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How I Make Pickles – Part 2

August 11, 2012
by Erin B

Continued from here.

At this point all your jars, dill and cukes should be ready to go.  It’s time to start boiling the brine you made earlier.  You will also need peppercorns, dried chili peppers or flakes (not chili powder) and garlic. I prefer cloves because my family likes to eat pickled garlic but diced from a jar works too.

Step 12:

Each jar gets AT LEAST three cloves of garlic that have been peeled.  You can do more.  If you really like garlic, you can make a whole jar (not more than 3/4 full) of it.

You also need to add:

a head of dill

about 1/4+ teaspoon of chili pepper (I like more, but the some of the kids don’t)


add about three peppercorns.

Here is where you can get creative.  If you are confident that you have the right number of jars, go a head and add that mix of spices to each jar so you are ready to go.  I’m not that confident, I fill one jar at a time as my cukes get trimmed.

Step 13:

Trim your cukes

Trim both ends off the cukes.   The stem just gets tough when pickled.  The blossom end is usually fine, but make sure there isn’t any blossom left as it will get slimy.

Put the cuke in the jar and repeat until full-ish

There is a lot for you to notice in this picture.  The jar isn’t full to the top.  This is because when you add the brine, you need to leave 1/2 inch of head space or the rings part of the jar empty so that it will seal properly.  You need to leave space between the top of the cukes and the top of where the brine will be so that they are completely covered.  If your cukes are weird shapes, you can cut them into spears and they will still be fine.

My mom told me to stuff my jars so full I couldn’t get any more in.  She also said not to slice your cukes.  This is true, if you are following both rules.  You need a little bit of space so that the brine can circulate.  You also need to make sure that you have enough space that there is enough brine to preserve the cukes.  If your jar is really full and you can only get a little brine in, that won’t be enough to actually pickle. You can use cucumber spears if you also don’t over stuff and leave some space for extra brine.  Spears or vertical slices work best for this reason.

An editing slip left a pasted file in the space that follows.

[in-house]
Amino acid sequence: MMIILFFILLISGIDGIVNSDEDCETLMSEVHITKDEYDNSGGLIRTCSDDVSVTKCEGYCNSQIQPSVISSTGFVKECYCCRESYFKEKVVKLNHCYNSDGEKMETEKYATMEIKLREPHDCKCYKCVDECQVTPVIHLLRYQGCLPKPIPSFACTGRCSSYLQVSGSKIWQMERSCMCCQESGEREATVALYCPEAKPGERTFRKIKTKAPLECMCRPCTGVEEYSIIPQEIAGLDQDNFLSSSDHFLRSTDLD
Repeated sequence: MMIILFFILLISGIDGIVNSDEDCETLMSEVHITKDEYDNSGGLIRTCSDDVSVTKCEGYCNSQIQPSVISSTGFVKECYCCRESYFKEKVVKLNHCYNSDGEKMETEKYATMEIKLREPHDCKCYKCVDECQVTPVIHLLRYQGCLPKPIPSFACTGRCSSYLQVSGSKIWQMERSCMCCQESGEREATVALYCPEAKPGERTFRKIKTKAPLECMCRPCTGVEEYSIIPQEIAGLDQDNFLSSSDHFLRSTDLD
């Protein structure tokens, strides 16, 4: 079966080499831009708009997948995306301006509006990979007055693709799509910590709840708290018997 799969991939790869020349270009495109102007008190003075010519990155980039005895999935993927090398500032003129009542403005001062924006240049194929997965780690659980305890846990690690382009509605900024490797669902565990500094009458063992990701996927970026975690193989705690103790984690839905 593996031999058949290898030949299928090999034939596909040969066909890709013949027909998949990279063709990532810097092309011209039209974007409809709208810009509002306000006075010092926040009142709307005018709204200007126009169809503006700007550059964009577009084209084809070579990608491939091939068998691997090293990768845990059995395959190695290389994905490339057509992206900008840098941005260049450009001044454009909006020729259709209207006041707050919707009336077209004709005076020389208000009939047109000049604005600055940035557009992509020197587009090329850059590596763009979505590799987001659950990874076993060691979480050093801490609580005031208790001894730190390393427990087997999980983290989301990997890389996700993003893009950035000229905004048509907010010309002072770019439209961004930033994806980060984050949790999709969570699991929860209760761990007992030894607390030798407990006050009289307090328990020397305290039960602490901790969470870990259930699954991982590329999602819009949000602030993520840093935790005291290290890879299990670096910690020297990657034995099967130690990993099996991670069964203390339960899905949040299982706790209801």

Repeat until all your jars are full of cukes.  Turn the canner back on to boil.

Step 14:

Fill all jars with brine, leaving the previously mentioned 1/2 inch of head space

Step 15:

Using a canning magnet on a stick, remove the jar rings and lids from the hot water in your sink.  Be careful to only touch the outside.  Place the lids on the jars and tighten finger tight

(Place the lids on the jars)

(and tighten)

Step 16:

Once all your jars are ready to go, put them carefully back into the canner full of boiling water.  I have no pictures of this because I use the big jar rack and it takes two hands to use.

Here are all the jars in the canner.  The relative coolness of the jars will stop the boiling.  Wait for the whole thing to return to a rolling boil and then start the timer for the processing time for your elevation.

Step 17:

Wash your dishes.

Step 18:

Remove your jars when they are done processing and wait to make sure they have all sealed.

It takes a few weeks for the brine to really infuse the pickles and for them to be ready to eat.  This recipe works with cucumbers, carrots, beans or garlic or whatever mix of those veg you feel like making.

This is just how I make pickles, there are way better tutorials out there on the internet.   Go explore.  Have fun.  Be safe.

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